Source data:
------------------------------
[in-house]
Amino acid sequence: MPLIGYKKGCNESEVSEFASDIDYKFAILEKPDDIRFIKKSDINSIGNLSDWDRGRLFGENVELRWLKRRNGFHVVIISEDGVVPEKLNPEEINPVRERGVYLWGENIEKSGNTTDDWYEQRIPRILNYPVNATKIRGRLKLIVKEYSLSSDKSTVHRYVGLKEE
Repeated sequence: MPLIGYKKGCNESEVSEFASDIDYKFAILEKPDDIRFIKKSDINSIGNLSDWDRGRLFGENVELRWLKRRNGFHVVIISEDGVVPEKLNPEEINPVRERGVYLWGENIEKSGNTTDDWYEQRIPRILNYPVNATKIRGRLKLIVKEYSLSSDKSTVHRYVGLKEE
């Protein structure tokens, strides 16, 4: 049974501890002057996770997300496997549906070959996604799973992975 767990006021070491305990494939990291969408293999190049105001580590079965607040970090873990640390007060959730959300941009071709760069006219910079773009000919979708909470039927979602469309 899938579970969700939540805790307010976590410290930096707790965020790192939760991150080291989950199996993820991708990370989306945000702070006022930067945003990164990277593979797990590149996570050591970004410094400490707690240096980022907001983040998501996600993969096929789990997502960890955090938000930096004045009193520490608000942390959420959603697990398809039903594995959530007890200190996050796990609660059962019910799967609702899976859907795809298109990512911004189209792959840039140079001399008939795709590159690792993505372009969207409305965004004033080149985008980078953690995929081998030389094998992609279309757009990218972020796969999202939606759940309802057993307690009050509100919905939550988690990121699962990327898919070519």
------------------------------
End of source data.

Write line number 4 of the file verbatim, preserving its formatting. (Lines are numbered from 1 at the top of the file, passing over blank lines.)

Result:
């Protein structure tokens, strides 16, 4: 049974501890002057996770997300496997549906070959996604799973992975 767990006021070491305990494939990291969408293999190049105001580590079965607040970090873990640390007060959730959300941009071709760069006219910079773009000919979708909470039927979602469309 899938579970969700939540805790307010976590410290930096707790965020790192939760991150080291989950199996993820991708990370989306945000702070006022930067945003990164990277593979797990590149996570050591970004410094400490707690240096980022907001983040998501996600993969096929789990997502960890955090938000930096004045009193520490608000942390959420959603697990398809039903594995959530007890200190996050796990609660059962019910799967609702899976859907795809298109990512911004189209792959840039140079001399008939795709590159690792993505372009969207409305965004004033080149985008980078953690995929081998030389094998992609279309757009990218972020796969999202939606759940309802057993307690009050509100919905939550988690990121699962990327898919070519």